Carr’s Crackers are bland by design. They will underscore virtually any cheese (no matter how gloppy) or wine in their wake. Cheez Whiz was formulated by a Kraft scientist in the 1950s. Stabilizing ingredients like carrageenan (a seaweed based extract) and xanthan gum (a chemically produced food thickener) give the cheese its unique character. The Riesling’s underpinnings of granite and flint will illuminate the sharp edges of the cheese spread. The entire experience is rather like licking a postage stamp: You think you may have tasted something sweet, but ultimately it was just a functional yet satisfying experience
Kraft Singles with Ritz Crackers and Rombauer Chardonnay
Anchors aweigh! We’re sailing straight into butter bomb territory. All three items in this pairing drip with thick, fatty, sweet oils. Birds of a feather flock together, indeed. Throw down a few pieces of dried fruit (apple, pineapple, cherry, apricot) next to this pairing and voilà! You will have a wonderfully adequate dessert spread.
Easy Cheese with Triscuits and Cavicchiolo Lambrusco 
Aerosol cheese is a great conversation piece. It’s also a little bit naughty, like running around with a can of Silly String at a party. But once you break out the Triscuits and a classic bottle of Lambrusco, just about everyone will understand what you’re trying to say: You know your stuff, but don’t need to flaunt it. The multi-dimensional textural play is undeniable in this pairing: Puttied Easy Cheese, crosshatched Triscuits, and vaguely fizzy Lambruso. All three commingle on the palate as Lambruco’s quiet earthiness becomes more obvious at the behest of Easy Cheese and Triscuits. 
Laughing Cow Creamy Swiss Stuffed Raspberries and Pacific Rim Sweet Riesling 
This recipe is adapted from one given to me while visiting the energetic folks at Lava Vine in Napa. Start by purchasing the perfect clamshell of raspberries. Check the bottom of the clamshell. If it’s leaking, or if it’s spotting berry juice, don’t buy it. Next, you will shake the clamshell. Are the berries sticking together? If they are, don’t buy it. You want the berries to be resilient. They should act like tiny bumper cars. Once you have the perfect clamshell, create about twenty tiny clumps of Laughing Cow Creamy Swiss. The clumps should be on the smaller side of a dime. Gently stuff each clump into a raspberry. Don’t be shy, just use your fingers. Once all of your berries are stuffed, simply pour the sweet wine on top and let sit for an hour in the refrigerator. Finally, it will be time to enjoy your multi-faceted berries one by one. Each bite will feel like the laughing cow has jumped over the moon.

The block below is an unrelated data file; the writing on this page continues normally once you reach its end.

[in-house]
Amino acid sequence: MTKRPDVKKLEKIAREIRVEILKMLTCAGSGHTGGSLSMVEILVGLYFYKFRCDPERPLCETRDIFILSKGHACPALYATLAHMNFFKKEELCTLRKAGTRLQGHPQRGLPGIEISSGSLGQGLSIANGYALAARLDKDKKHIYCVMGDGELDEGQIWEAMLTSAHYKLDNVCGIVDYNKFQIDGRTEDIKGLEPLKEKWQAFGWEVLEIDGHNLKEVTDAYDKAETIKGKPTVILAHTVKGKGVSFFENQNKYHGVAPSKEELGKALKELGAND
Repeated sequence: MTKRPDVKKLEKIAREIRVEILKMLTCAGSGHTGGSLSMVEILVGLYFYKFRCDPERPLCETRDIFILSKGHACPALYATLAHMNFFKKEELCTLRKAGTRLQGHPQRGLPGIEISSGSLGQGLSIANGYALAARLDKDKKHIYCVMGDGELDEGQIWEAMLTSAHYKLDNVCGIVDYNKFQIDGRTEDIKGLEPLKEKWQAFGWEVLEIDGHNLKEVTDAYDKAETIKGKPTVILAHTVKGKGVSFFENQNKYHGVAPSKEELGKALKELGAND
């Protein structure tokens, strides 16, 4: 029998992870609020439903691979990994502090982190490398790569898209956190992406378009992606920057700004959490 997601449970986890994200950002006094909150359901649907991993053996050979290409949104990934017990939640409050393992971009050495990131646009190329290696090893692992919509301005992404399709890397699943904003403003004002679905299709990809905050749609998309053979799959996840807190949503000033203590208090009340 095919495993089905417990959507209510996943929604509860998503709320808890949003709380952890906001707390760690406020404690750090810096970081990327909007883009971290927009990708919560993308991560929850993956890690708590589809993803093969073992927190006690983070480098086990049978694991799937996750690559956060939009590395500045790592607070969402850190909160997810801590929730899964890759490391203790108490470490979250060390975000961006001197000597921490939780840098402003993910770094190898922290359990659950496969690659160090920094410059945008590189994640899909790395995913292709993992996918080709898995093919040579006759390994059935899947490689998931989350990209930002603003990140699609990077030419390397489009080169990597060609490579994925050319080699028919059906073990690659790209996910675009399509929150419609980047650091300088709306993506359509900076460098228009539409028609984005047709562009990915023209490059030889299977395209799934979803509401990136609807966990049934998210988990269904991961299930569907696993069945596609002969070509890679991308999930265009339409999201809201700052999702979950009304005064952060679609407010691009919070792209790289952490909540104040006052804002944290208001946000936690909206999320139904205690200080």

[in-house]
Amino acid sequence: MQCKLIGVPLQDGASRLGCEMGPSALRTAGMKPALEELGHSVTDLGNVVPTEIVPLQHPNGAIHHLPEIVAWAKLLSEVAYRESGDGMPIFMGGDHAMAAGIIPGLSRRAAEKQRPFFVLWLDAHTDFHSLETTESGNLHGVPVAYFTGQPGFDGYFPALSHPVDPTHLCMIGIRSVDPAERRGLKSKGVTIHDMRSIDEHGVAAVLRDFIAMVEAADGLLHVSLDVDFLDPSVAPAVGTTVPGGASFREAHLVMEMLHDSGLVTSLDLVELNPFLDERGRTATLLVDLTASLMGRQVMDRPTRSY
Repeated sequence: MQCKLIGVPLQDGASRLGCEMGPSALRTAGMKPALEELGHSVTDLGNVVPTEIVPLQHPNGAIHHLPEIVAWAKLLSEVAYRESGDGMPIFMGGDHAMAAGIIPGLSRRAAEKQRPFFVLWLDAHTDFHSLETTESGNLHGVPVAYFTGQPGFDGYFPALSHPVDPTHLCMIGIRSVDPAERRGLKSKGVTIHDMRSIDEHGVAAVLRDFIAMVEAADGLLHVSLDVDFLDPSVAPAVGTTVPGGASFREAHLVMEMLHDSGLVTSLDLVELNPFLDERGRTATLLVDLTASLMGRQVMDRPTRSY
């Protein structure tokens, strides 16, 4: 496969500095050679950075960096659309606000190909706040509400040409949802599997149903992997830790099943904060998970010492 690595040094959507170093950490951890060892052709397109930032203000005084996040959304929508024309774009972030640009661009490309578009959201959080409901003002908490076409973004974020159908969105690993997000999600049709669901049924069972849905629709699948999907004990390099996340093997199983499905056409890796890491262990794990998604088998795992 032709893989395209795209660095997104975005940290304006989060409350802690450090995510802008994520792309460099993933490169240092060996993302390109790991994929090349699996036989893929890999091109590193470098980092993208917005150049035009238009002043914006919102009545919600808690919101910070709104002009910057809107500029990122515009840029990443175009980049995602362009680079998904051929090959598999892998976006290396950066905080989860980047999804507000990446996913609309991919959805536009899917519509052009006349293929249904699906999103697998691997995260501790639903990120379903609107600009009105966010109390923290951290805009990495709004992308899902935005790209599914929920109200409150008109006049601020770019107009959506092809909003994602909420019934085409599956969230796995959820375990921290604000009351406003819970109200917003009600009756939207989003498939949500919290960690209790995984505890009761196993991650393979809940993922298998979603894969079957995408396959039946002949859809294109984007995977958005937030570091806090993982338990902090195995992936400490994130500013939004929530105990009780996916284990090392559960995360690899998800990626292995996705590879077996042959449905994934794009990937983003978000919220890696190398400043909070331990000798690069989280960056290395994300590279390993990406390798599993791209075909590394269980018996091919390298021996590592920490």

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  • Snooth User: Lee Gillis
    1035286 9

    I wish you could have a few a few realy posh "Artisan" processed cheeses that might not sound so much my childhood now I want to go buy a bottle of "Whiz"

    Apr 27, 2015 at 5:49 PM

  • This is a joke, right?

    Apr 27, 2015 at 6:22 PM

  • Snooth User: EMark
    Hand of Snooth
    847804 9,152

    I'm not sure I'm going to try any of your ideas, but this is a pretty fun article. The Laughing Cow stuffed raspberries actually sounds pretty good, but, unless I'm missing something, they seem to require much too much labor.

    And I won't be looking for that $650/lb. cheese, either.


    Apr 27, 2015 at 6:51 PM

  • Snooth User: fborelli
    1694521 30

    I find that many people who comment on these articles are much too pretentious. Take the article for what it is, tongue in cheek and for your enjoyment. I can remember back in my leaner years, I enjoyed a bottle of Paisano with Kraft Mac and cheese!

    Apr 27, 2015 at 9:24 PM

  • Snooth User: Sky kitty
    1203454 31

    Know what? Sounds fun. Will try.

    Apr 28, 2015 at 12:39 PM

  • Snooth User: Peter Kunz
    1439800 6

    Hmm, wondering where you were looking at the Caciocavallo Podolico cheese

    4.15 pounds at Amazon is a steal at under $200

    Looking forward to dinner tomorrow: selection of mainly Italian slow food fair chesses and a nice Barbera del Monferrato :-)

    Apr 28, 2015 at 5:20 PM

  • Ha! I guess I should take this to the next level--wine pairings with Philly Cheesesteaks!

    Apr 29, 2015 at 10:11 AM